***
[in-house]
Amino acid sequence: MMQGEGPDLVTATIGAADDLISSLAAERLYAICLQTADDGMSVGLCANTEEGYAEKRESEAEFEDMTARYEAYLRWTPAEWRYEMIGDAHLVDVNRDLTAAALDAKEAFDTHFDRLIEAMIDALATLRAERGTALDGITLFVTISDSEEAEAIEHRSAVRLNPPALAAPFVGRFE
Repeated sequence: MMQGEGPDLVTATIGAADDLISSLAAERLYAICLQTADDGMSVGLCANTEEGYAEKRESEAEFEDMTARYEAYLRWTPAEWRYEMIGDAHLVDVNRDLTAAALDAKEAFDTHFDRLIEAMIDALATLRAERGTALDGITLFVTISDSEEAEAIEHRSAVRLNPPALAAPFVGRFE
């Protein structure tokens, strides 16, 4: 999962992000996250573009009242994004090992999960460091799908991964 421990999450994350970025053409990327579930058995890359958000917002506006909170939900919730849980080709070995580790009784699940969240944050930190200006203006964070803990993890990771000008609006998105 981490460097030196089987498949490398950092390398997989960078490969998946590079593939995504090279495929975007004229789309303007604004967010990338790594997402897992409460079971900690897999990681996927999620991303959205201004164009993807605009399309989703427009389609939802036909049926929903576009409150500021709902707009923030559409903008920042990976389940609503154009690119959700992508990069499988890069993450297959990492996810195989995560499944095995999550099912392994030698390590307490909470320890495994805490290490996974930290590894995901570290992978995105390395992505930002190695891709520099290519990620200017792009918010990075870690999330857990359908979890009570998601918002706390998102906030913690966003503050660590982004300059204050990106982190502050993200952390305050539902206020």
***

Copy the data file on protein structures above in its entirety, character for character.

[in-house]
Amino acid sequence: MMQGEGPDLVTATIGAADDLISSLAAERLYAICLQTADDGMSVGLCANTEEGYAEKRESEAEFEDMTARYEAYLRWTPAEWRYEMIGDAHLVDVNRDLTAAALDAKEAFDTHFDRLIEAMIDALATLRAERGTALDGITLFVTISDSEEAEAIEHRSAVRLNPPALAAPFVGRFE
Repeated sequence: MMQGEGPDLVTATIGAADDLISSLAAERLYAICLQTADDGMSVGLCANTEEGYAEKRESEAEFEDMTARYEAYLRWTPAEWRYEMIGDAHLVDVNRDLTAAALDAKEAFDTHFDRLIEAMIDALATLRAERGTALDGITLFVTISDSEEAEAIEHRSAVRLNPPALAAPFVGRFE
């Protein structure tokens, strides 16, 4: 999962992000996250573009009242994004090992999960460091799908991964 421990999450994350970025053409990327579930058995890359958000917002506006909170939900919730849980080709070995580790009784699940969240944050930190200006203006964070803990993890990771000008609006998105 981490460097030196089987498949490398950092390398997989960078490969998946590079593939995504090279495929975007004229789309303007604004967010990338790594997402897992409460079971900690897999990681996927999620991303959205201004164009993807605009399309989703427009389609939802036909049926929903576009409150500021709902707009923030559409903008920042990976389940609503154009690119959700992508990069499988890069993450297959990492996810195989995560499944095995999550099912392994030698390590307490909470320890495994805490290490996974930290590894995901570290992978995105390395992505930002190695891709520099290519990620200017792009918010990075870690999330857990359908979890009570998601918002706390998102906030913690966003503050660590982004300059204050990106982190502050993200952390305050539902206020």